Every pattern has its cost - An approach to simple systems design

Michael Seifert, 2020-04-20, Updated 2020-10-01

I recently stumbled over a question on a popular Q&A site. The author decided to use the Backend-for-Frontend pattern, because they expected numerous different Frontends and wanted to keep the system easily extensible. The author wondered how to prevent code duplication accross different backends, but ruled out adding additional packages. Here is the thing: Every pattern comes with a benefit, but also a cost. When I decide to use the Backend-for-Frontend pattern, the benefit is that individual frontends can be developed independently from each other. The cost is increased operational complexity. From what I can tell, the author's decision to use the Backend-for-Frontend design pattern was more based on cargo cult than on a cost-benefit analysis.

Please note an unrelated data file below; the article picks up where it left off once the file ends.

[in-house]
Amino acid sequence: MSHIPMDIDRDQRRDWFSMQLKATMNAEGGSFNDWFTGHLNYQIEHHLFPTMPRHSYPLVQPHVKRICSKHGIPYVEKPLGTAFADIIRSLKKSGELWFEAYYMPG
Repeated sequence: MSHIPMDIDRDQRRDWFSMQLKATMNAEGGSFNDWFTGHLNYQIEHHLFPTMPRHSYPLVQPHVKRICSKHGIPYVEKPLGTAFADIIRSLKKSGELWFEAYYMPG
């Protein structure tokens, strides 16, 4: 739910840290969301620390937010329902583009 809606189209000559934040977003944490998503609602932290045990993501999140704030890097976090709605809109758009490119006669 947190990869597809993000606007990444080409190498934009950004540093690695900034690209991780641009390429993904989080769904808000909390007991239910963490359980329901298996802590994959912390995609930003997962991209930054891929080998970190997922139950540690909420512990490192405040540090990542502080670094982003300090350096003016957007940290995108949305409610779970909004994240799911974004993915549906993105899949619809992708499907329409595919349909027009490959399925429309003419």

When I design software systems from scratch, I personally start with the simplest possible solution. Trivially, the simplest solution is having no software at all, but I generally start with a monolith. In the initial draft, the monolith supports all business processes. At some point, there might be different non-functional requirements for different processes. For example, one process needs to be highly available, or one process will be supported by an additional development team. At this point, we can start talking about extracting a service from the monolith. The description of the decision making process is exactly what should go into the decision log of the architecture documentation. If you cannot argue why a specific design decision was made, you have probably made it for all the wrong reasons.

Software is complicated enough on its own. It is the responsibility of the architect to only apply design patterns whose benefits outweigh their costs. A simple design will result in lower development, operational, and maintenance cost compared to a functionally equivalent complex design.